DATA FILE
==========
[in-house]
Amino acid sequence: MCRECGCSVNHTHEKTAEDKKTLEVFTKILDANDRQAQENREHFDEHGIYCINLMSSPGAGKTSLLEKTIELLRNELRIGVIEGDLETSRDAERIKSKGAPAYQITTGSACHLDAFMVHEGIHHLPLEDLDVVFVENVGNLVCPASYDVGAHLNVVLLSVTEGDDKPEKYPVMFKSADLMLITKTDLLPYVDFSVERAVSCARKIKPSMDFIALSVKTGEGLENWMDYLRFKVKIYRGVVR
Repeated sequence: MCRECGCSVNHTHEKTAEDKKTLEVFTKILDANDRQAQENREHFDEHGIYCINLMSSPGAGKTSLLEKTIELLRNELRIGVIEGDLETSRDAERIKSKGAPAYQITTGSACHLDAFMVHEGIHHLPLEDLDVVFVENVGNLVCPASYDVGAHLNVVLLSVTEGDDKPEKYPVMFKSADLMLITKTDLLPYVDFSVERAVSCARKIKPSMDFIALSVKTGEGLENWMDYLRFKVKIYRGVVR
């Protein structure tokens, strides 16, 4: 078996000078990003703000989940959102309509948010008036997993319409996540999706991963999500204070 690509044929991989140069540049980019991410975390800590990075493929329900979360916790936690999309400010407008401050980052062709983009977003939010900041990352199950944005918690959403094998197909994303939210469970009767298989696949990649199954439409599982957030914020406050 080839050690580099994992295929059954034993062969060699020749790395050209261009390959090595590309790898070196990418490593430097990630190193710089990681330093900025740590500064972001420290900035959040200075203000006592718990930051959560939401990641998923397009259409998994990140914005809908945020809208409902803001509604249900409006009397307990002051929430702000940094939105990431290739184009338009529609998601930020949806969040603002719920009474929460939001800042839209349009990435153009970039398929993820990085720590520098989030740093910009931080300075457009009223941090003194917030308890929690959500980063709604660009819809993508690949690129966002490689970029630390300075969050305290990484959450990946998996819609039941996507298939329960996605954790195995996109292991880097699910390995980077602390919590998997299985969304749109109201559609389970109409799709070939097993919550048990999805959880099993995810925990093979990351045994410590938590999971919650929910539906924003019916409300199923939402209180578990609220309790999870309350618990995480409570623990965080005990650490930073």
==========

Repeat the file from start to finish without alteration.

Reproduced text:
[in-house]
Amino acid sequence: MCRECGCSVNHTHEKTAEDKKTLEVFTKILDANDRQAQENREHFDEHGIYCINLMSSPGAGKTSLLEKTIELLRNELRIGVIEGDLETSRDAERIKSKGAPAYQITTGSACHLDAFMVHEGIHHLPLEDLDVVFVENVGNLVCPASYDVGAHLNVVLLSVTEGDDKPEKYPVMFKSADLMLITKTDLLPYVDFSVERAVSCARKIKPSMDFIALSVKTGEGLENWMDYLRFKVKIYRGVVR
Repeated sequence: MCRECGCSVNHTHEKTAEDKKTLEVFTKILDANDRQAQENREHFDEHGIYCINLMSSPGAGKTSLLEKTIELLRNELRIGVIEGDLETSRDAERIKSKGAPAYQITTGSACHLDAFMVHEGIHHLPLEDLDVVFVENVGNLVCPASYDVGAHLNVVLLSVTEGDDKPEKYPVMFKSADLMLITKTDLLPYVDFSVERAVSCARKIKPSMDFIALSVKTGEGLENWMDYLRFKVKIYRGVVR
């Protein structure tokens, strides 16, 4: 078996000078990003703000989940959102309509948010008036997993319409996540999706991963999500204070 690509044929991989140069540049980019991410975390800590990075493929329900979360916790936690999309400010407008401050980052062709983009977003939010900041990352199950944005918690959403094998197909994303939210469970009767298989696949990649199954439409599982957030914020406050 080839050690580099994992295929059954034993062969060699020749790395050209261009390959090595590309790898070196990418490593430097990630190193710089990681330093900025740590500064972001420290900035959040200075203000006592718990930051959560939401990641998923397009259409998994990140914005809908945020809208409902803001509604249900409006009397307990002051929430702000940094939105990431290739184009338009529609998601930020949806969040603002719920009474929460939001800042839209349009990435153009970039398929993820990085720590520098989030740093910009931080300075457009009223941090003194917030308890929690959500980063709604660009819809993508690949690129966002490689970029630390300075969050305290990484959450990946998996819609039941996507298939329960996605954790195995996109292991880097699910390995980077602390919590998997299985969304749109109201559609389970109409799709070939097993919550048990999805959880099993995810925990093979990351045994410590938590999971919650929910539906924003019916409300199923939402209180578990609220309790999870309350618990995480409570623990965080005990650490930073």